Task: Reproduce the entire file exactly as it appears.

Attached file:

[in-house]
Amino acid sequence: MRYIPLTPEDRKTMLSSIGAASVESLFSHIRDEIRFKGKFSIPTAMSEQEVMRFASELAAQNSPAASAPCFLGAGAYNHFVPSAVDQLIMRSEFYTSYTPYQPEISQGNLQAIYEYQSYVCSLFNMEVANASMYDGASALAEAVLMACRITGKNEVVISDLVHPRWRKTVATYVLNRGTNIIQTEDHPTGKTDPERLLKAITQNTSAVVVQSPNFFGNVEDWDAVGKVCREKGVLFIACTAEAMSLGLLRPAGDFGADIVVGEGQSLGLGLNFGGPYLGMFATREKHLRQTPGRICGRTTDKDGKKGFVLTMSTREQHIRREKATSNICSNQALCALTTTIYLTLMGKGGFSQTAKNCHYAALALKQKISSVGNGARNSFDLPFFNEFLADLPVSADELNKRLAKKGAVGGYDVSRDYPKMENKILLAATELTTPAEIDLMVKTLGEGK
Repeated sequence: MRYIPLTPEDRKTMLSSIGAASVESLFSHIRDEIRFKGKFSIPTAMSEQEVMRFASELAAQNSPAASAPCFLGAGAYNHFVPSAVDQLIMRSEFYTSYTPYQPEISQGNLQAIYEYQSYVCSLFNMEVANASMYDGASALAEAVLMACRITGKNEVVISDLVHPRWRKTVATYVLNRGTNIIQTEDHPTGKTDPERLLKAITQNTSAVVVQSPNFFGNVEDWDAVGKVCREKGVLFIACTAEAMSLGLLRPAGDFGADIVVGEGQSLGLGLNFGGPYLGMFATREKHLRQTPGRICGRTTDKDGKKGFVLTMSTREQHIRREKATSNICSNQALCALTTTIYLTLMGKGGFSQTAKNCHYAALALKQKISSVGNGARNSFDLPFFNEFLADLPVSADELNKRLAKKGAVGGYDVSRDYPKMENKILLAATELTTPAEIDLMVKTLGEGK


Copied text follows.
[in-house]
Amino acid sequence: MRYIPLTPEDRKTMLSSIGAASVESLFSHIRDEIRFKGKFSIPTAMSEQEVMRFASELAAQNSPAASAPCFLGAGAYNHFVPSAVDQLIMRSEFYTSYTPYQPEISQGNLQAIYEYQSYVCSLFNMEVANASMYDGASALAEAVLMACRITGKNEVVISDLVHPRWRKTVATYVLNRGTNIIQTEDHPTGKTDPERLLKAITQNTSAVVVQSPNFFGNVEDWDAVGKVCREKGVLFIACTAEAMSLGLLRPAGDFGADIVVGEGQSLGLGLNFGGPYLGMFATREKHLRQTPGRICGRTTDKDGKKGFVLTMSTREQHIRREKATSNICSNQALCALTTTIYLTLMGKGGFSQTAKNCHYAALALKQKISSVGNGARNSFDLPFFNEFLADLPVSADELNKRLAKKGAVGGYDVSRDYPKMENKILLAATELTTPAEIDLMVKTLGEGK
Repeated sequence: MRYIPLTPEDRKTMLSSIGAASVESLFSHIRDEIRFKGKFSIPTAMSEQEVMRFASELAAQNSPAASAPCFLGAGAYNHFVPSAVDQLIMRSEFYTSYTPYQPEISQGNLQAIYEYQSYVCSLFNMEVANASMYDGASALAEAVLMACRITGKNEVVISDLVHPRWRKTVATYVLNRGTNIIQTEDHPTGKTDPERLLKAITQNTSAVVVQSPNFFGNVEDWDAVGKVCREKGVLFIACTAEAMSLGLLRPAGDFGADIVVGEGQSLGLGLNFGGPYLGMFATREKHLRQTPGRICGRTTDKDGKKGFVLTMSTREQHIRREKATSNICSNQALCALTTTIYLTLMGKGGFSQTAKNCHYAALALKQKISSVGNGARNSFDLPFFNEFLADLPVSADELNKRLAKKGAVGGYDVSRDYPKMENKILLAATELTTPAEIDLMVKTLGEGK